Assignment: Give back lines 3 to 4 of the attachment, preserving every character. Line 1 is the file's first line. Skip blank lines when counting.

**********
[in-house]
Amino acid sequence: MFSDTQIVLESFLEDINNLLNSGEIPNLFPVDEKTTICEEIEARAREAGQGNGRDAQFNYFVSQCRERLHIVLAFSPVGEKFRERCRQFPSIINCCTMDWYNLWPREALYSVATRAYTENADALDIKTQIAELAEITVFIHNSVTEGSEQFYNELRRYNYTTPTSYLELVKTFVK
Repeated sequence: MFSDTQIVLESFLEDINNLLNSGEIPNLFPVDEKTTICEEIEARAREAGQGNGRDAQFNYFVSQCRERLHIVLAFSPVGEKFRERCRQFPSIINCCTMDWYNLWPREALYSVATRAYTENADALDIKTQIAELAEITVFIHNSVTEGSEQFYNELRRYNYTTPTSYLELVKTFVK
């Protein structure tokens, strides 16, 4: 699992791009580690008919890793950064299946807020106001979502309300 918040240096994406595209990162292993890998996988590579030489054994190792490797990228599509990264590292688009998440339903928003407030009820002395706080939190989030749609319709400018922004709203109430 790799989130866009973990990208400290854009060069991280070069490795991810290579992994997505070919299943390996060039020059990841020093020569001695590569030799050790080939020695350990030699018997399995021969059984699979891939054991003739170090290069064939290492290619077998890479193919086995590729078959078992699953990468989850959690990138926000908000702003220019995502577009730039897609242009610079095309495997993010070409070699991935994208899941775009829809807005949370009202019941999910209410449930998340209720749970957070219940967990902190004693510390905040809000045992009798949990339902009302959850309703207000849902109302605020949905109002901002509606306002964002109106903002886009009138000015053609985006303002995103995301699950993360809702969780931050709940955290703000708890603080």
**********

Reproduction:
Repeated sequence: MFSDTQIVLESFLEDINNLLNSGEIPNLFPVDEKTTICEEIEARAREAGQGNGRDAQFNYFVSQCRERLHIVLAFSPVGEKFRERCRQFPSIINCCTMDWYNLWPREALYSVATRAYTENADALDIKTQIAELAEITVFIHNSVTEGSEQFYNELRRYNYTTPTSYLELVKTFVK
């Protein structure tokens, strides 16, 4: 699992791009580690008919890793950064299946807020106001979502309300 918040240096994406595209990162292993890998996988590579030489054994190792490797990228599509990264590292688009998440339903928003407030009820002395706080939190989030749609319709400018922004709203109430 790799989130866009973990990208400290854009060069991280070069490795991810290579992994997505070919299943390996060039020059990841020093020569001695590569030799050790080939020695350990030699018997399995021969059984699979891939054991003739170090290069064939290492290619077998890479193919086995590729078959078992699953990468989850959690990138926000908000702003220019995502577009730039897609242009610079095309495997993010070409070699991935994208899941775009829809807005949370009202019941999910209410449930998340209720749970957070219940967990902190004693510390905040809000045992009798949990339902009302959850309703207000849902109302605020949905109002901002509606306002964002109106903002886009009138000015053609985006303002995103995301699950993360809702969780931050709940955290703000708890603080």